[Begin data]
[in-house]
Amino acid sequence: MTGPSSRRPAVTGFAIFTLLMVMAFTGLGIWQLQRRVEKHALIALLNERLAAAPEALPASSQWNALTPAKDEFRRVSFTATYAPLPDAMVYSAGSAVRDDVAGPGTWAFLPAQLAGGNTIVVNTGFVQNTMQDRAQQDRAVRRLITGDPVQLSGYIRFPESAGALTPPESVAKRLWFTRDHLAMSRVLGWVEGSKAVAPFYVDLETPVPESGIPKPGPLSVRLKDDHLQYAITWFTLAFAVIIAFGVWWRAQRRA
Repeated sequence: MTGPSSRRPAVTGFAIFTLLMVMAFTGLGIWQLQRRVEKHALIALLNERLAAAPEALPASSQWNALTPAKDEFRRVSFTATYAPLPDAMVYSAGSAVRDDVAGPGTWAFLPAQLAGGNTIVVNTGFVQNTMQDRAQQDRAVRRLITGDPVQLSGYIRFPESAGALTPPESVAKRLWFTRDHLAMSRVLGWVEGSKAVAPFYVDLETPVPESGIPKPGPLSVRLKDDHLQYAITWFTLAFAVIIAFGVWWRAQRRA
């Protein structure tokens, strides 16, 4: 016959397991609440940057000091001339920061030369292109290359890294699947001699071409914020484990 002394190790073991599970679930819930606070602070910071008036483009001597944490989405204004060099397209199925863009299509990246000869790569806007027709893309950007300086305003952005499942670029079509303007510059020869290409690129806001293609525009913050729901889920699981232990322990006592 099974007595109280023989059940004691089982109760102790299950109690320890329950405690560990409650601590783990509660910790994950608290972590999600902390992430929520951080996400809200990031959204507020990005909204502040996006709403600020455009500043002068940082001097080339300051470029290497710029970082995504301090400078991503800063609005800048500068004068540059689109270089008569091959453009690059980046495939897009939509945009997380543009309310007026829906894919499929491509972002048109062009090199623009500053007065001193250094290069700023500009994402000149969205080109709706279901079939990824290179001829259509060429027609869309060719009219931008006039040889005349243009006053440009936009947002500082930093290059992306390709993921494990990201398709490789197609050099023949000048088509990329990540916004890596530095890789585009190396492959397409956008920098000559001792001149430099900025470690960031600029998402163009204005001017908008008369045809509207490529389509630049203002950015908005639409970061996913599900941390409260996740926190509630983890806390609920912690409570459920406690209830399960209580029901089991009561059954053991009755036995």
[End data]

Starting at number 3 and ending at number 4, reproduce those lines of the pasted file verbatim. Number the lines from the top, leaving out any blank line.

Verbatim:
Repeated sequence: MTGPSSRRPAVTGFAIFTLLMVMAFTGLGIWQLQRRVEKHALIALLNERLAAAPEALPASSQWNALTPAKDEFRRVSFTATYAPLPDAMVYSAGSAVRDDVAGPGTWAFLPAQLAGGNTIVVNTGFVQNTMQDRAQQDRAVRRLITGDPVQLSGYIRFPESAGALTPPESVAKRLWFTRDHLAMSRVLGWVEGSKAVAPFYVDLETPVPESGIPKPGPLSVRLKDDHLQYAITWFTLAFAVIIAFGVWWRAQRRA
């Protein structure tokens, strides 16, 4: 016959397991609440940057000091001339920061030369292109290359890294699947001699071409914020484990 002394190790073991599970679930819930606070602070910071008036483009001597944490989405204004060099397209199925863009299509990246000869790569806007027709893309950007300086305003952005499942670029079509303007510059020869290409690129806001293609525009913050729901889920699981232990322990006592 099974007595109280023989059940004691089982109760102790299950109690320890329950405690560990409650601590783990509660910790994950608290972590999600902390992430929520951080996400809200990031959204507020990005909204502040996006709403600020455009500043002068940082001097080339300051470029290497710029970082995504301090400078991503800063609005800048500068004068540059689109270089008569091959453009690059980046495939897009939509945009997380543009309310007026829906894919499929491509972002048109062009090199623009500053007065001193250094290069700023500009994402000149969205080109709706279901079939990824290179001829259509060429027609869309060719009219931008006039040889005349243009006053440009936009947002500082930093290059992306390709993921494990990201398709490789197609050099023949000048088509990329990540916004890596530095890789585009190396492959397409956008920098000559001792001149430099900025470690960031600029998402163009204005001017908008008369045809509207490529389509630049203002950015908005639409970061996913599900941390409260996740926190509630983890806390609920912690409570459920406690209830399960209580029901089991009561059954053991009755036995």